The Marxist cultural historian Ernst Fischer argues that 'artists in precapitalist societies were on the whole integrated with the social body to which they belonged'.10 In the early bourgeois period artists were still valued for the ideological and spiritual weight they could bring to an emerging class. The proud subjectivity of the artist neatly tallied with the ideology of the bourgeoisie; the unification of the country and of humanity in the spirit of liberty, equality and fraternity. The French painter David, for example, was not only the official painter of the French Revolution of 1789, designing festival sets, painting posters and recording scenes from the revolution, he was also active as a legal expert and as a politician in his own right.
During the 19th century this organic relationship between the most advanced artists and the bourgeoisie began to break down. The promises of the bourgeois revolution were being betrayed. From Goya in Spain to Beethoven in Vienna, artists expressed bitter disillusion with the high handedness and cynicism of the Napoleonic armies. In France many artists took to the barricades against the government during the revolutions of 1830 and 1848. By the second half of the century the official artists of the academy were churning out empty sentimentalisations of rural life and cringing portraits of government officials in pseudo-classical get up. Courbet, the great mid-19th century realist painter who was later involved in the Paris Commune, refused a Cross of the Legion of Honour from the Minister of Fine Arts: 'At no time, in no case should I have accepted it. Still less should I accept it today, when treason multiplies itself on all sides and human conscience cannot but be troubled by so much self seeking and disloyalty... My conscience as an artist is...repelled by accepting a reward which the hand of government is pressing upon me—the state is not competent in artistic matters'.11
At the same time as the state run academy was losing its credibility and the practice of commission was on its way out, a growing market for fine art was emerging amongst the growing middle classes. Walter Benjamin claims that the French poet Baudelaire was the first to notice these changes:
John Molyneux quite rightly accepts in his article that no one can escape the effects of alienation in their everyday life, but I want to go further and argue with Benjamin that capitalist relations increasingly shaped artistic production itself. Ideally, artists control their output, they create objects in accordance with the laws of beauty, humanising the natural world by transforming matter in a way that expresses their own human essence. The activity of the artist attempts a self expression that is denied in alienated labour. But once artists are at the mercy of the market alienation is reintroduced. The market separates producer from consumer. Ours is a social species that emerged precisely through co-operative labour. The fact that an artist must present a finished product to an audience who passively and privately consume it disrupts the free flow of ideas that are essential to real creativity. Success is judged in terms of sales and prices. In this situation there is massive pressure on the isolated artist to second guess the market, especially if their subsistence depends on sales. Once their work is produced even partially in response to external neccessities, the artist is no longer in control of their own creativity. Many artists must recognise this dilemma. Some admit that potential buyers are very much the focus of their attention. Britart hopefuls Tim Noble and Sue Webster describe in an interview how they bombarded art speculator Charles Saatchi's office with faxes and oddball art objects for months before they finally lured him to their studios where they watched his (favourable) reaction to their work through spy holes they bored in the walls.13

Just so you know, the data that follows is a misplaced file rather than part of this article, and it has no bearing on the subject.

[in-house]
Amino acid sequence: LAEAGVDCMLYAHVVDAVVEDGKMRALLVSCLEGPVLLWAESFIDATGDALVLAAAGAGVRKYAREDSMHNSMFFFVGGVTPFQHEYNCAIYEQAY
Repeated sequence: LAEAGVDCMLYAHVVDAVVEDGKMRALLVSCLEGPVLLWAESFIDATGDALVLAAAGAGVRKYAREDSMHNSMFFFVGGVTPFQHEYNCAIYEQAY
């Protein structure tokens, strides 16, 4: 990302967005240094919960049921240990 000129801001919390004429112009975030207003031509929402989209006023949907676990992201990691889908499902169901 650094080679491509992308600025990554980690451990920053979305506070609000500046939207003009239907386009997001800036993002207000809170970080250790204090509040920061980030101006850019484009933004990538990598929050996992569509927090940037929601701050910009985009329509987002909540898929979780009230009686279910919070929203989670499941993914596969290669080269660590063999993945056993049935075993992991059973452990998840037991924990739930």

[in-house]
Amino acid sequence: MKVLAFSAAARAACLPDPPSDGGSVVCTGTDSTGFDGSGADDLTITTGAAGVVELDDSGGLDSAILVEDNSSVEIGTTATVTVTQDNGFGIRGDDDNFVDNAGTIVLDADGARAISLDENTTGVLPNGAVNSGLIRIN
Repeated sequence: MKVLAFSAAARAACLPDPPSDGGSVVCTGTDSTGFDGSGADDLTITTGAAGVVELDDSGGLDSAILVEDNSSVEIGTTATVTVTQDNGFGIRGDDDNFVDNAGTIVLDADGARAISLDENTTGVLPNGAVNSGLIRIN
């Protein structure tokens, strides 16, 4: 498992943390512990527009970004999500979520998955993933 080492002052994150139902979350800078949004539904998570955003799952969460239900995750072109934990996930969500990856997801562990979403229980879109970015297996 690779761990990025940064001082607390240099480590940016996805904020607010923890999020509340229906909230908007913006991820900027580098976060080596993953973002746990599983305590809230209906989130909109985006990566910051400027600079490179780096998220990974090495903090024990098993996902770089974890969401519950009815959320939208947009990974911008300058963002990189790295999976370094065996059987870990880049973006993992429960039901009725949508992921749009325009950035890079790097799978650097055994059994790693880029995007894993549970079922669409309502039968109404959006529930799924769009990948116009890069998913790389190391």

In an important sense the capitalist market also denies artists an audience. By robbing the mass of the population of control over their own labour, and therefore over production generally, the market robs us-—the potential audience-—of much of our artistic or aesthetic capacities. At the same time the market, by atomising consumption and reducing value to a quantitive measure, reduces consumption to mere 'having'; 'Private property has made us so stupid and one sided that an object is only ours when we have it-—when it exists for us as capital, or when it is directly possessed, eaten, drunk, worn, inhabited, etc-—in short when it is utilised by us'.14 It hardly needs pointing out that questions of ownership and quantitative value dominate in most mainstream consideration of art. Paintings most often make the news because they have broken price records at an auction, or because they have been bought by particular famous (and millionaire) collectors. Meanwhile thousands of key artworks are kept in private homes, government buildings or in cold storage, sometimes to try to lever up values of particular artists. Those of the rest of us who have the time and money are left to catch what glimpses we can of our favourite artists in packed galleries on the weekend or make do with reproductions which drastically diminish any art's impact by removing it from a meaningful context.